Role of fibroblast growth factors in pulmonary parenchymal and vascular remodeling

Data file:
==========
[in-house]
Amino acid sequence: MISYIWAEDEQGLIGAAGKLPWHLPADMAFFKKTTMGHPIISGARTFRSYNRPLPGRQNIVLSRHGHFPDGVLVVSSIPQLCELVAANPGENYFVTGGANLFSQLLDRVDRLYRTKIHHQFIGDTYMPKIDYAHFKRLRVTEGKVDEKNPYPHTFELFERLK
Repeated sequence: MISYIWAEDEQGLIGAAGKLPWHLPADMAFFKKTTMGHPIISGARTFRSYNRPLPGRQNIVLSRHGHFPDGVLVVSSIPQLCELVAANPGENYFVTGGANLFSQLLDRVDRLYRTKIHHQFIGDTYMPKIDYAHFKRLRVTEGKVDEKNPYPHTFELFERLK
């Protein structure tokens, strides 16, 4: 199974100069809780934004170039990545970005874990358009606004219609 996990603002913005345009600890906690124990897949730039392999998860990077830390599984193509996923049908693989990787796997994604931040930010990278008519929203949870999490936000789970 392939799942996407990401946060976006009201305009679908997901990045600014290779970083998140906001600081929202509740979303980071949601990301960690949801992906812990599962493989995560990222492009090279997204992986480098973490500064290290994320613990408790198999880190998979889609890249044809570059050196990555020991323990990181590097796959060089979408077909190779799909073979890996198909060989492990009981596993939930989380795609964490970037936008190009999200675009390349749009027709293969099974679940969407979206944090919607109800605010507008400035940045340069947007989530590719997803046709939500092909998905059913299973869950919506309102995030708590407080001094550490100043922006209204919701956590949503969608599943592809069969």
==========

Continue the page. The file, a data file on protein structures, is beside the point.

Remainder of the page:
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Fibroblast growth factors (FGFs) are a family of evolutionary related polypeptides, involved in a multitude of developmental and regenerative pathways in vertebrates. While they serve as essential growth and differentiation factors during embryogenesis and are crucial for maintaining homeostasis in the adult organism, aberrant FGF-signaling is also deeply enrooted within a wide number of pathologies. Idiopathic pulmonary arterial hypertension (IPAH) and idiopathic pulmonary fibrosis (IPF) are hyperproliferative, nonmalignant pulmonary diseases, which both feature dysregulated and excessive cell proliferation in their pathogenesis. Although separate entities, they seem linked through their pathomechanisms, in which inflammatory and proliferative stimuli, in part mediated through various cytokines and growth factors, promote detrimental alterations of the pulmonary parenchyma and vasculature. If left untreated, these alterations ultimately lead to impaired gas exchange, loss of cross-sectional area and increased pressure within the pulmonary circulation. Despite readily available treatment regimens and growing insight into the pathophysiology, both conditions are still associated with a significantly reduced life expectancy. The involvement of fibroblast growth factors in IPF and IPAH is ambiguous and somewhat conflicting. In animal models, heightened levels of the prototypical FGFs,FGF1 and FGF2, were associated mostly with baneful effects in the form of proliferating pulmonary smooth-muscle cells, vasoconstriction and the profibrotic accumulation of myofibroblasts. In contrast, increased expression of FGF7 and FGF10 protected against the development of pulmonary hypertension in rats and mitigated bleomycin-induced lung fibrosis in mice. Furthermore, FGF7 has been shown to promote the proliferation of AEC2 and even prevented pulmonary injury in animals, suggesting an overall protective effect on the alveolar epithelium. The author therefore hypothesized, that the expression of FGF7, FGF10 and FGFR2 would be altered in the course of IPF/ IPAH and aimed to further investigate, whether these alterations contribute to disease progression or rather represent an intrinsic attempt at regeneration and restoring homeostasis. Applying the techniques of immunohistochemistry, human lung tissue samples from patients with IPF and IPAH were analyzed for the expression patterns of FGF7, FGF10, FGFR1 and FGFR2, which then were compared to patterns found in healthy donor tissue. Our results demonstrate a marked increase in the overall expression of FGF7, FGF10 and FGFR2 in both, IPAH and IPF lungs, compared to donors. An in-depth analysis of the signal distribution revealed signal maxima confined to the remodeled parenchyma and vasculature. In IPF lungs, areas of mature fibrosis consistently featured strong immunoreactivity, while sites of early fibrosis (“fibroblastic foci”) displayed only light, occasional signal. Considering all the data presented in this study, we deduct that FGF7/FGF10-FGFR2 signaling is altered in the context of pulmonary remodeling, but is likely not the instigator. Follow-up observations indicated that FGF10 expression correlates with disease severity in IPF, which is compatible with our perception of the FGF10-FGFR2 signaling pathway as an “ineffective antifibrotic mediator”. Additional research regarding the significance of this pathway and potential benefits of its extrinsic stimulation in the context of pulmonary remodeling is duly needed. Especially, as current treatment options for IPF are primarily based on the inhibition of receptor tyrosine kinases and likely also inhibit FGFR2 signaling, mitigating any potentially antifibrotic effects of the FGF7/FGF10-FGFR2 signaling pathway. During the second half of this study, focus has been turned to the alveolar lipofibroblast. There has been general consensus about the existence of these cells in rodents, where they maintain a close relationship with AEC2, storing and trafficking neutral-lipids for surfactant synthesis and protecting the lung against oxidant injury. At distinct phases during embryonic lung development in mice, FGF10-positive progenitor cells give rise to myofibroblasts and lipofibroblasts, the latter having demonstrated the tendency to later undergo a phenotypic shift into myofibroblasts in response to injurious stimuli. Myofibroblasts are generally regarded as the main effector cells of pulmonary remodeling in IPF and our group has identified lipofibroblast to-myofibroblast transdifferentiation as one source of activated myofibroblasts in the bleomycin mouse-model of fibrosis. In order to determine whether a similar phenotypic shift could be involved in the pathogenesis of IPF, we aimed to confirm the presence of alveolar lipofibroblasts in the human lung, where their existence has been controversial. Through utilization of the fluorescent neutral lipid stain “LipidTOX” on human lung tissue, we were able to gather strong evidence for neutral-lipid containing cells in close proximity to AEC2 – in both, donor and IPF lungs. Subsequent investigations by our group confirmed that these cells are resident and likely lipofibroblasts. Considering the data presented by this study and reports of decreased lipofibroblast- and increased myofibroblast-markers in IPF lungs, the transdifferentiation of lipofibroblasts to myofibroblasts appears to be an underlying principle in the human condition as well. Our group proposed that this transdifferentiation is likely facilitated by TGF-β1, while PPARγ seems to stabilize and reinforce the lipogenic phenotype, which can be considered a significant advance towards a deeper understanding of the molecular principles of IPF. PPARγ agonists and even metformin might therefore embody a way to counteract this detrimental shift during fibrosis formation or even later on. In conclusion, alveolar lipofibroblasts have not only been identified as progenitors of the primary effector cells of remodeling in IPF, they also represent a novel pharmacological target, which might ultimately lead to new options in the treatment of patients with IPF.